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Victorian Chess. Capablanca variant with the most powerful pieces starting on the outside. (10x8, Cells: 80) [All Comments] [Add Comment or Rating]
Kevin Pacey wrote on 2020-11-01 UTC

Something I just don't get about Victorian Chess (or Schoolbook) is how fairly strong players might often get safely castled, say on either flank against each other. The two major pieces posted on each of the 1st+2nd/9th+10th files might somehow (often?) be used as a battery in back of a pawn storm against an enemy king castled on their flank, for example. In any case, in Victorian Chess (or Schoolbook), the queens seem too far off to one side to be used in many different ways for many moves into the opening, in typical games that might happen.

Nevertheless, Victorian Chess (and Schoolbook) has been played considerably often on Game Courier - no doubt having all the pawns protected in the setup, and keeping the usual arrangement for the minor piece positions, are optical attractions.

https://www.chessvariants.com/rules/schoolbook


Greg Strong wrote on 2020-07-13 UTCGood ★★★★

I updated this page heavily...

  • Added graphic of setup (was just ASCII)
  • Updated intro to provide detail about chronology of invention
  • Changed format to be more consistent with other game description pages
  • Added information about Game Courier play/computer play
  • Added interactive diagram

Fergus Duniho wrote on 2016-02-28 UTC

Here's a photograph of Victorian Chess, using equipment from my Chess Variant Construction Set.


David Paulowich wrote on 2007-10-02 UTC

John, Victorian Chess is a good name for this variant. I have no plans to post a page of my own. You should add a link to Greg's ChessV program. Your idea of adding new pieces (and pawns) to the edges of the FIDE setup has been the starting point for several chess variants from Shako to Rose Chess XII.

An example of checkmate underpromotion:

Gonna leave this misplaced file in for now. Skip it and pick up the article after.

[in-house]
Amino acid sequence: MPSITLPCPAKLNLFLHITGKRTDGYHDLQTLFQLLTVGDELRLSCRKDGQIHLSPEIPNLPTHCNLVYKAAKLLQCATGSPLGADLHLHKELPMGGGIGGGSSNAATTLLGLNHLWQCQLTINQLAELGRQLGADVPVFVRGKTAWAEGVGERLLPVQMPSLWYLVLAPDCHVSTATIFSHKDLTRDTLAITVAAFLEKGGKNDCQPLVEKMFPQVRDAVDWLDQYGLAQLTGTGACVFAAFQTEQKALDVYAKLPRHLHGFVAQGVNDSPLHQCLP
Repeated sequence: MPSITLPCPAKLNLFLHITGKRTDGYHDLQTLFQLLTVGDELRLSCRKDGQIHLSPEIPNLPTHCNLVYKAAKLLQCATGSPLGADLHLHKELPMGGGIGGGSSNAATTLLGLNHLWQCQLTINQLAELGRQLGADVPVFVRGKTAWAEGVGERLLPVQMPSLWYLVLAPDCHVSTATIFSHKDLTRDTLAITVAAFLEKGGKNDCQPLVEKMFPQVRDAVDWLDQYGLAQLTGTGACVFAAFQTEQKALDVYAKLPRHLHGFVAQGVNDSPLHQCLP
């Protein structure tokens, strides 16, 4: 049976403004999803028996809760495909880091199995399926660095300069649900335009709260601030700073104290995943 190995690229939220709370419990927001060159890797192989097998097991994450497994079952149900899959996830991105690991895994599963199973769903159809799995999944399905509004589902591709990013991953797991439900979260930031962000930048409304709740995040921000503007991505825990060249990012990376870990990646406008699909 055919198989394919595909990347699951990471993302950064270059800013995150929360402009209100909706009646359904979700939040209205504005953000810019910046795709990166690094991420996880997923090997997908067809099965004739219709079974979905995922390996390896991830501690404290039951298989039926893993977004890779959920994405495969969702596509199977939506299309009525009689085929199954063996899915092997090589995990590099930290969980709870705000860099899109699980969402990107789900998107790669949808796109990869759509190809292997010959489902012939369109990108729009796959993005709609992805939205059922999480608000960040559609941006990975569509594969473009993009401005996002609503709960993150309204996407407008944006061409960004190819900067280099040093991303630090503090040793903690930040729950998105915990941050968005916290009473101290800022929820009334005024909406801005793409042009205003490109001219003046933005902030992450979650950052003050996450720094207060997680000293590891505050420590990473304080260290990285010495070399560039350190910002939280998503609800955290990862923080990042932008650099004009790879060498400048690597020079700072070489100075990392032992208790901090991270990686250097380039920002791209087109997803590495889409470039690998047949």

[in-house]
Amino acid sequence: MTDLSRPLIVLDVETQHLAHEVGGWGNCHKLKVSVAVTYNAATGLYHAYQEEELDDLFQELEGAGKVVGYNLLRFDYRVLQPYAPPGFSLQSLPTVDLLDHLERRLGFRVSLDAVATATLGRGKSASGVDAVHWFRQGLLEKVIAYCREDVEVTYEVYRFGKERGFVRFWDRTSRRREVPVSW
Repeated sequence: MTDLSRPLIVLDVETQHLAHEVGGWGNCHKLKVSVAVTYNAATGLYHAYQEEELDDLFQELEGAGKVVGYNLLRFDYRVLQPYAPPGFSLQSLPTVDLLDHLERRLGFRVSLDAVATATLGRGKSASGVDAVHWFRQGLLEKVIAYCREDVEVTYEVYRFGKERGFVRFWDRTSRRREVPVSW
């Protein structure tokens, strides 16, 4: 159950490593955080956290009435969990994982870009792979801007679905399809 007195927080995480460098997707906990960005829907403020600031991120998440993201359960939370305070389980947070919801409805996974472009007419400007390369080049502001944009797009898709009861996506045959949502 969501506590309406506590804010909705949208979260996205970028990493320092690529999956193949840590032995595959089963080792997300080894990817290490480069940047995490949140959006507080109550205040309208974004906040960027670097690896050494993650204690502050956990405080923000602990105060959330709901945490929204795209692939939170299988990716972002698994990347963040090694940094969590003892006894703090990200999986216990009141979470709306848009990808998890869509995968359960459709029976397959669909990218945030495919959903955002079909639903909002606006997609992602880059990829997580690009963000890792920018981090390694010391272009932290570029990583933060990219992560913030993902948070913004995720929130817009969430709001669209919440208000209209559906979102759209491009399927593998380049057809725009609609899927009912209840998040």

H. Reinle - M. Lange (Murnau 1936) 
1. e4 e5 2. f4 f5 3. exf5 e4 4. Qh5+ g6 
5. fxg6 h6 6. g7+ Ke7 7. Qe5+ Kf7 8. gxh8=N# 1-0 

[EDIT] If you are interested in promotion puzzles, take a look at my 2006-01-10 comment to Bruce Zimov's Knightmate.


John Lewis wrote on 2007-10-02 UTC
I wonder if I can come up with a puzzle where there's a two move stalemate where only a knight or bishop (or rook!?!) would prevent the stalemate.

In any case I will wait and see.  I do like that name so if you aren't going to use it, I have dibs. ;P

Greg Strong wrote on 2007-10-01 UTC

Hi David,

You crashed two hard drives? You really should stop taking out your anger on the hard drives with a rubber mallet. Smash the mouse instead - they are much cheaper :) I am not surprised that you don't remember the Capablanca variant. We had been discussing unicorns on 80 squares, and I was in the middle of adding support for all the various Capa variants to ChessV, and I asked you if I could replace the unicorn with an archbishop and add it, and you said something like 'sure, why not.' Then I don't think we ever discussed again. But since it's your logic, philosophy, and vision behind the design, I consider it your game. So I leave it entirely to you to respond to John and decide what to do about Capablanca Chess, Paulowich Variant and/or Victorian Chess. Victorian Chess does have a better ring to it :) I'm surprised that that name hasn't been used before. (And that it never occured to me, either.) If you would like a page made for C.C.P.V., I'd be happy to make one.